As always, we present several interesting figures:
Notable quotations from the academic research paper:
“A key aspect of a well-designed weighting scheme is the link between security weights and market prices. Current market prices reflect the latest news and aggregate expectations of market participants, providing real-time information about expected return differences across securities. By closely tying weights to prices, investors can effectively consider up-to-date information and target higher expected returns. Such a weighting scheme also acts as a robust risk control, allowing investors to directly manage the over- and underweights relative to market cap weights. Without a close tie to market prices, continuous price movements can drive up turnover and the costs of maintaining desired security weights. Price-based weighting schemes help limit those costs by continuously and gradually adjusting security weights as prices change.
Weighting Schemes That Ignore Prices
- Equal weighting: All firms are held at the same weight.
- Rank weighting: Firms are ranked from 1 to N, with N being the total number of firms, based on independent univariate sorts on their market capitalization (from large to small caps), relative price (from growth to value), and profitability (from low to high profitability). That is, smaller, deeper value, or more profitable firms have higher ranks, while larger, growthier, or less profitable firms have lower ranks. We re-rank the firms according to their average ranks across those three independent sorts, which makes for gradual changes in the weights across firms and avoids abrupt changes.1 Firms are then weighted in proportion to their final ranks.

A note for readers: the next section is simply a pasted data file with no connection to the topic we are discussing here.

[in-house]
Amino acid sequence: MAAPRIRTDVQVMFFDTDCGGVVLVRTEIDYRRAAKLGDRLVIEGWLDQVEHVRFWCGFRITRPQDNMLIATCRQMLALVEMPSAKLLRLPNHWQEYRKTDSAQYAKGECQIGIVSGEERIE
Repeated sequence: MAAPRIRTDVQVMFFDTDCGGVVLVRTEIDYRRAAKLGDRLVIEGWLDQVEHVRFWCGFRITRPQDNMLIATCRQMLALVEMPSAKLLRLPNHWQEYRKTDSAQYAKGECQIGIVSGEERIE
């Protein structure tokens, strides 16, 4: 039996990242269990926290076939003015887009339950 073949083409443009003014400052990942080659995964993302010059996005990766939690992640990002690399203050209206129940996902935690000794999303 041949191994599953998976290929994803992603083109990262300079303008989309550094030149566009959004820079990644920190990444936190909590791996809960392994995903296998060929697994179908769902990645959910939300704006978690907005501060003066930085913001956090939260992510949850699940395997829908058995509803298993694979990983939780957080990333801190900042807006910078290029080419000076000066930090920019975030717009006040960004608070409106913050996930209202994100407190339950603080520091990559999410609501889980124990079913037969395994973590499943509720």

- Z-score weighting: We first calculate each firm’s market capitalization, relative price, and profitability z-scores, defined for each dimension as the corresponding characteristic’s raw value minus its cross-sectional average, divided by its cross-sectional standard deviation. The z-scores are then transformed into a value between 0 and 1 using the cumulative distribution function of the standard normal distribution.2 The transformed z-scores are bigger (closer to 1) for smaller, deeper value, or more profitable firms, and smaller (closer to 0) for larger, growthier, or less profitable firms. Finally, firms are weighted in proportion to the product of their transformed z-scores, which still ranges from 0 to 1.